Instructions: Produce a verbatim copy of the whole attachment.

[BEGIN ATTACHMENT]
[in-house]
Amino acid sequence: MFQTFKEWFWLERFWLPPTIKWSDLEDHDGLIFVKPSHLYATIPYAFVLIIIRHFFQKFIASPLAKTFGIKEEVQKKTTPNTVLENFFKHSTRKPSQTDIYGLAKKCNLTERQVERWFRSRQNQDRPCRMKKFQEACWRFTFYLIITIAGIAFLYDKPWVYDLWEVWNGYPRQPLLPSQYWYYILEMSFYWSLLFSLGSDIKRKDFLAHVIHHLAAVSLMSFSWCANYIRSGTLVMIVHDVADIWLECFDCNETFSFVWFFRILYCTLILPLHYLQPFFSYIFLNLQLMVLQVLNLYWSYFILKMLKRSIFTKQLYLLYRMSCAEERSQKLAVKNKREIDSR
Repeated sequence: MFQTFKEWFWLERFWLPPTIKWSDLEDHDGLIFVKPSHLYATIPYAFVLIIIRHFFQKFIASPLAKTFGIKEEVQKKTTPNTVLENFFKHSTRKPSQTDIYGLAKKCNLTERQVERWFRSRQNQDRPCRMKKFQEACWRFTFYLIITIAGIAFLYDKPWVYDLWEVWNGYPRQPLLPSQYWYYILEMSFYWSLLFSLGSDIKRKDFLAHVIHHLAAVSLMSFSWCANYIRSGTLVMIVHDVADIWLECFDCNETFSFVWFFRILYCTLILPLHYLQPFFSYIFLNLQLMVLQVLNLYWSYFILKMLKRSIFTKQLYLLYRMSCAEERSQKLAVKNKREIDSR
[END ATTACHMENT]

[in-house]
Amino acid sequence: MFQTFKEWFWLERFWLPPTIKWSDLEDHDGLIFVKPSHLYATIPYAFVLIIIRHFFQKFIASPLAKTFGIKEEVQKKTTPNTVLENFFKHSTRKPSQTDIYGLAKKCNLTERQVERWFRSRQNQDRPCRMKKFQEACWRFTFYLIITIAGIAFLYDKPWVYDLWEVWNGYPRQPLLPSQYWYYILEMSFYWSLLFSLGSDIKRKDFLAHVIHHLAAVSLMSFSWCANYIRSGTLVMIVHDVADIWLECFDCNETFSFVWFFRILYCTLILPLHYLQPFFSYIFLNLQLMVLQVLNLYWSYFILKMLKRSIFTKQLYLLYRMSCAEERSQKLAVKNKREIDSR
Repeated sequence: MFQTFKEWFWLERFWLPPTIKWSDLEDHDGLIFVKPSHLYATIPYAFVLIIIRHFFQKFIASPLAKTFGIKEEVQKKTTPNTVLENFFKHSTRKPSQTDIYGLAKKCNLTERQVERWFRSRQNQDRPCRMKKFQEACWRFTFYLIITIAGIAFLYDKPWVYDLWEVWNGYPRQPLLPSQYWYYILEMSFYWSLLFSLGSDIKRKDFLAHVIHHLAAVSLMSFSWCANYIRSGTLVMIVHDVADIWLECFDCNETFSFVWFFRILYCTLILPLHYLQPFFSYIFLNLQLMVLQVLNLYWSYFILKMLKRSIFTKQLYLLYRMSCAEERSQKLAVKNKREIDSR